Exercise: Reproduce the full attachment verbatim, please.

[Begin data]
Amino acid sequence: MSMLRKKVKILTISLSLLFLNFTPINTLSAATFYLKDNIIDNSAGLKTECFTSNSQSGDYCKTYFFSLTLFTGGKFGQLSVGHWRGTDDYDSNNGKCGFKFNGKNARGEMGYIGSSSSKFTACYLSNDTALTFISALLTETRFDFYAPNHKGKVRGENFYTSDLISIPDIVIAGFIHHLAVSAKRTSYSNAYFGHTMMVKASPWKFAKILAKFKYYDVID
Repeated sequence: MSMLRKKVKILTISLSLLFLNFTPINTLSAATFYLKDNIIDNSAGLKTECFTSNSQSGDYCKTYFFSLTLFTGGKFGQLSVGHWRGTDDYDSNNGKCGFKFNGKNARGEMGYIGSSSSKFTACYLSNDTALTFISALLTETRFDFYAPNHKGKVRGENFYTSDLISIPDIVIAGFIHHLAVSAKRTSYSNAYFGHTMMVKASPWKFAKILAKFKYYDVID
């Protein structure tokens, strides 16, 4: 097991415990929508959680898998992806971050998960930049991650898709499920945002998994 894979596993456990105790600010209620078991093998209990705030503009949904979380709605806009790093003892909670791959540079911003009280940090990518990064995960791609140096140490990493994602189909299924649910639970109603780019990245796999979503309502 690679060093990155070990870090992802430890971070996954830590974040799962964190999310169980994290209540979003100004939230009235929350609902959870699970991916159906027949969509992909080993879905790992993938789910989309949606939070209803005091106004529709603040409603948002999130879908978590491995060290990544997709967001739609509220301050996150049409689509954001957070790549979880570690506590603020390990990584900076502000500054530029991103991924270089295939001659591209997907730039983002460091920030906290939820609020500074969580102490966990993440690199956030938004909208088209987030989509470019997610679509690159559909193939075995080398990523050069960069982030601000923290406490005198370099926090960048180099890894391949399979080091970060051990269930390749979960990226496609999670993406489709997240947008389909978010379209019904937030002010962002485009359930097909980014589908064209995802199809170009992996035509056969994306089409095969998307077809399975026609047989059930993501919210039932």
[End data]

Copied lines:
Amino acid sequence: MSMLRKKVKILTISLSLLFLNFTPINTLSAATFYLKDNIIDNSAGLKTECFTSNSQSGDYCKTYFFSLTLFTGGKFGQLSVGHWRGTDDYDSNNGKCGFKFNGKNARGEMGYIGSSSSKFTACYLSNDTALTFISALLTETRFDFYAPNHKGKVRGENFYTSDLISIPDIVIAGFIHHLAVSAKRTSYSNAYFGHTMMVKASPWKFAKILAKFKYYDVID
Repeated sequence: MSMLRKKVKILTISLSLLFLNFTPINTLSAATFYLKDNIIDNSAGLKTECFTSNSQSGDYCKTYFFSLTLFTGGKFGQLSVGHWRGTDDYDSNNGKCGFKFNGKNARGEMGYIGSSSSKFTACYLSNDTALTFISALLTETRFDFYAPNHKGKVRGENFYTSDLISIPDIVIAGFIHHLAVSAKRTSYSNAYFGHTMMVKASPWKFAKILAKFKYYDVID
């Protein structure tokens, strides 16, 4: 097991415990929508959680898998992806971050998960930049991650898709499920945002998994 894979596993456990105790600010209620078991093998209990705030503009949904979380709605806009790093003892909670791959540079911003009280940090990518990064995960791609140096140490990493994602189909299924649910639970109603780019990245796999979503309502 690679060093990155070990870090992802430890971070996954830590974040799962964190999310169980994290209540979003100004939230009235929350609902959870699970991916159906027949969509992909080993879905790992993938789910989309949606939070209803005091106004529709603040409603948002999130879908978590491995060290990544997709967001739609509220301050996150049409689509954001957070790549979880570690506590603020390990990584900076502000500054530029991103991924270089295939001659591209997907730039983002460091920030906290939820609020500074969580102490966990993440690199956030938004909208088209987030989509470019997610679509690159559909193939075995080398990523050069960069982030601000923290406490005198370099926090960048180099890894391949399979080091970060051990269930390749979960990226496609999670993406489709997240947008389909978010379209019904937030002010962002485009359930097909980014589908064209995802199809170009992996035509056969994306089409095969998307077809399975026609047989059930993501919210039932």